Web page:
UK expats in Spain submit petition for UK parliamentary representation

Published:  7 Jul at 6 PM
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Businesses, the media and campaigners are uniting in protest following Theresa May’s shocking statement during which she refused to give any guarantees over expat rights within EU member states.

May, at present the UK government’s Home Secretary and tipped to become the next PM, was slammed in print and online for her lack of concern for the lives of UK citizens at present in Europe and EU citizens at present in the UK. It’s suspected that the over four million expats in total are destined only to be used as weapons in Brexit negotiations.

Spanish expat campaign group AUAN leader Maura Hillen was one of the first to react to May’s announcement with anger. Her AUAN group has been active in fighting for the property rights of British expats in Spain, and she’s now backing a petition started by the Olive Press in order to demand the UK government serves the interests of the 1.3 million UK expats living in Europe.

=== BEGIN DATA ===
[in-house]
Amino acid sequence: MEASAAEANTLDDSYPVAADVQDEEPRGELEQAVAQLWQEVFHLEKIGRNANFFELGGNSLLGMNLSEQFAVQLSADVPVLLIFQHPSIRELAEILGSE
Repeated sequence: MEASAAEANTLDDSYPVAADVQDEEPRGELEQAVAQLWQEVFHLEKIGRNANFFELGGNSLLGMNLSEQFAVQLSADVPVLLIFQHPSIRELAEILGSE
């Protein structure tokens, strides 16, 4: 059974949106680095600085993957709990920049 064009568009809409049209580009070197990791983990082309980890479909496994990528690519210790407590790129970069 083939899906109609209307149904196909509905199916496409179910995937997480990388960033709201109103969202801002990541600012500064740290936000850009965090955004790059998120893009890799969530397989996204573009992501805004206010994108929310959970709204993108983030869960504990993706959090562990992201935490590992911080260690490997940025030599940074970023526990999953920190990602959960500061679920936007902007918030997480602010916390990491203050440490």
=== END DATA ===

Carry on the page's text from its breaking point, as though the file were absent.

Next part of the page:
The petition, similar to one started two weeks ago in France, is demanding an official representative acting on expats’ behalf in the UK parliament. Vice President of Andalusia’s British Chamber of Commerce Derek Langley is supporting the campaign and is putting the petition in front of the Chamber’s members later this week.

English language media companies in Spain are also in full support of the petition, with Essential’s publisher Iain Blackwell and Euro Weekly News’s publisher Michel Euesden both on board. Costa Blanca editor Jack Troughton said his publication has always stood up for expats, adding it’s time for UK politicians to protect expat citizens’ rights and give guarantees about their futures.

Tens of thousands of British citizens who’ve lived in Europe for more than 15 years were unable to vote in the referendum, and many thousands more lost their votes due to mistakes made by the Electoral Commission, registration problems and postal chaos. Add to that total the unknown numbers of Leave voters who’ve since changed their minds and the fact that the result is not legally binding, and you have pressing reasons why a second referendum should be called, giving opportunities to vote for all affected by the result, no matter where in the EU they’re living.
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